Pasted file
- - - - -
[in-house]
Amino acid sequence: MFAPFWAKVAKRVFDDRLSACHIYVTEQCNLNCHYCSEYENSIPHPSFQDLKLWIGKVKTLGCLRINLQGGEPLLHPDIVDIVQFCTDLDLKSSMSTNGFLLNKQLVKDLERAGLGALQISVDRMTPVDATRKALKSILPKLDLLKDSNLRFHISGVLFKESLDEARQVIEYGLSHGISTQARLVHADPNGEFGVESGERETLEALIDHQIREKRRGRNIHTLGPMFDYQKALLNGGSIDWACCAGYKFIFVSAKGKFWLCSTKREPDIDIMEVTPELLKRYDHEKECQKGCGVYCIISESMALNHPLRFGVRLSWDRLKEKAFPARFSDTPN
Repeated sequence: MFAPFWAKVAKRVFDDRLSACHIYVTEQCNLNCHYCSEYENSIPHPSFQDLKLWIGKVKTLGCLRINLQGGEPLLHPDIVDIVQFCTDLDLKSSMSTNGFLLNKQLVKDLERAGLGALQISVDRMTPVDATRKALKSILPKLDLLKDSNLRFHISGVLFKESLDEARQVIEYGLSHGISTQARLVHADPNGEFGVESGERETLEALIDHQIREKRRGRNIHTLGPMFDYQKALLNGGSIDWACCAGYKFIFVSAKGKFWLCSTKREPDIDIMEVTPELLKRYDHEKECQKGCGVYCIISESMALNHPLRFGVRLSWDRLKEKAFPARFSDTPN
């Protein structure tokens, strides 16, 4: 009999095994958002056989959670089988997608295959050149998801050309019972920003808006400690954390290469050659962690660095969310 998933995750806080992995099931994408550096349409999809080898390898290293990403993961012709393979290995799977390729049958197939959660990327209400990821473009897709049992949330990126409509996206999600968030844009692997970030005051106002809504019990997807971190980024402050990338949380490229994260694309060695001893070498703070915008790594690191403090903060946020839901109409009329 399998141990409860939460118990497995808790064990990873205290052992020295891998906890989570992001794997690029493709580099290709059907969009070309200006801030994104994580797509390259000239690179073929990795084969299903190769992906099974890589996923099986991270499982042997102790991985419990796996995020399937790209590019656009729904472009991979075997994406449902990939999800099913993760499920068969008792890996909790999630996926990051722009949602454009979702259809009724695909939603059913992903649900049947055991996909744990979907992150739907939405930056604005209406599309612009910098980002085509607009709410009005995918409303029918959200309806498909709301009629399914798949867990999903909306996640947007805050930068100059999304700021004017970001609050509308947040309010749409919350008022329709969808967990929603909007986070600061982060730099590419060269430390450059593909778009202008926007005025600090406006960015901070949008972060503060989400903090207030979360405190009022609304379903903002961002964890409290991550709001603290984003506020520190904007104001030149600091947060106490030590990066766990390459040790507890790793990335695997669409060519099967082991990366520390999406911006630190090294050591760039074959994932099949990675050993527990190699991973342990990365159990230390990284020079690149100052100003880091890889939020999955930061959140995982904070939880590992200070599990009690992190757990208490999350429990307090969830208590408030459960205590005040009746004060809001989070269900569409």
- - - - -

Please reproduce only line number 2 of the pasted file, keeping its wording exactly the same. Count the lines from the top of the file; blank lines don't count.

Amino acid sequence: MFAPFWAKVAKRVFDDRLSACHIYVTEQCNLNCHYCSEYENSIPHPSFQDLKLWIGKVKTLGCLRINLQGGEPLLHPDIVDIVQFCTDLDLKSSMSTNGFLLNKQLVKDLERAGLGALQISVDRMTPVDATRKALKSILPKLDLLKDSNLRFHISGVLFKESLDEARQVIEYGLSHGISTQARLVHADPNGEFGVESGERETLEALIDHQIREKRRGRNIHTLGPMFDYQKALLNGGSIDWACCAGYKFIFVSAKGKFWLCSTKREPDIDIMEVTPELLKRYDHEKECQKGCGVYCIISESMALNHPLRFGVRLSWDRLKEKAFPARFSDTPN